Josh Brolin, taking over from Clive Owen for an earlier visit to Dwight McCarthy’s tough existence, gives weary life to a man the world — and lots of people in it — just keeps wanting to beat up. Joseph Gordon-Levitt takes even more punishment as Johnny, the cocksure gambler on a mission to do more than win at poker, yet who ends up losing big. Despite being a completely original tale, Johnny feels like a natural addition to the Sin City canon, a man ready for this tough town to chew up and spit out.





The veterans, meanwhile, are still on good form: Marv fits Mickey Rourke like a glove, and he’s just as dark and dangerous as ever, whether he’s punishing frat boys for killing tramps or helping Dwight with a mission of his own. Jessica Alba’s Nancy adds a few shades from the woman we met before — she’s now a damaged, gun-toting version of herself, scarred and sadistic, channelling her fury through her dancing and building up the guts to slaughter the powerful, dreadful Senator Roark (Powers Boothe, back on smug, cigar-chewing form).





Of course, hewing so closely to the feel of the original means that its inherent problems still exist: even Ava Lord’s slinky power and the weapon-hefting ladies of Old Town (led once more by Rosario Dawson’s Gail) can’t banish the idea that women get treated terribly in this world, and the men don’t come out looking much better. The stylish noir treatment lends a surreal aspect that helps mitigate a lot of that, but the issues remain. Some of the dialogue slides from hard-boiled noir narration to sounding like the feverish dream of a teenager working himself into a Chandler-fuelled frenzy, and not all of the performances fit as well as you might expect.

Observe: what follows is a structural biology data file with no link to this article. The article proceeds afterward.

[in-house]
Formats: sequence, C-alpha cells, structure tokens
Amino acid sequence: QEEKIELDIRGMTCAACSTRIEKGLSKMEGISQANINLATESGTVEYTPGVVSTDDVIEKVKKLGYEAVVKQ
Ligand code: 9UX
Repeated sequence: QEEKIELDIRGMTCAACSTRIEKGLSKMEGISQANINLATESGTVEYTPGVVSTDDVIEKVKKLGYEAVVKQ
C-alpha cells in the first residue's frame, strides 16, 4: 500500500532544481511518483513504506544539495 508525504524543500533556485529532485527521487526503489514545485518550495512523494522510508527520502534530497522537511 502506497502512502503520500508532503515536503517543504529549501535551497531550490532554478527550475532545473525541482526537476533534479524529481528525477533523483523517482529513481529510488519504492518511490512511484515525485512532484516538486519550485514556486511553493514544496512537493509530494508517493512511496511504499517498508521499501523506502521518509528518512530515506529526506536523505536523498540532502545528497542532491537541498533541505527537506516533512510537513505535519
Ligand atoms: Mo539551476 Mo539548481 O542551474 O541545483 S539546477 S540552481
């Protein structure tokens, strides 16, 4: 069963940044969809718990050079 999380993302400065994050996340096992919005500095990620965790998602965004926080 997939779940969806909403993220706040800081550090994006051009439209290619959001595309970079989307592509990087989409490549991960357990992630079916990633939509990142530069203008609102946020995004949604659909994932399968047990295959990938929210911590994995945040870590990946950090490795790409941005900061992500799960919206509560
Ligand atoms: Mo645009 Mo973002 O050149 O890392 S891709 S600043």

Yet Rodriguez and Miller have pulled off a sequel that feels truly of a piece with the original, exploring and expanding the world of Sin City and delivering a heady brew of noir, danger and style that will either make you wish you could visit or glad you don’t live within a thousand miles of anywhere like it.



A Dame To Kill For shares some of the downsides of the first, particularly dubious female characterisation. But this retains the gritty, gruelling vice-grip on graphic-novel noir that made Sin City so enjoyable.

Reviewed by James White

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Sin City: A Dame To Kill For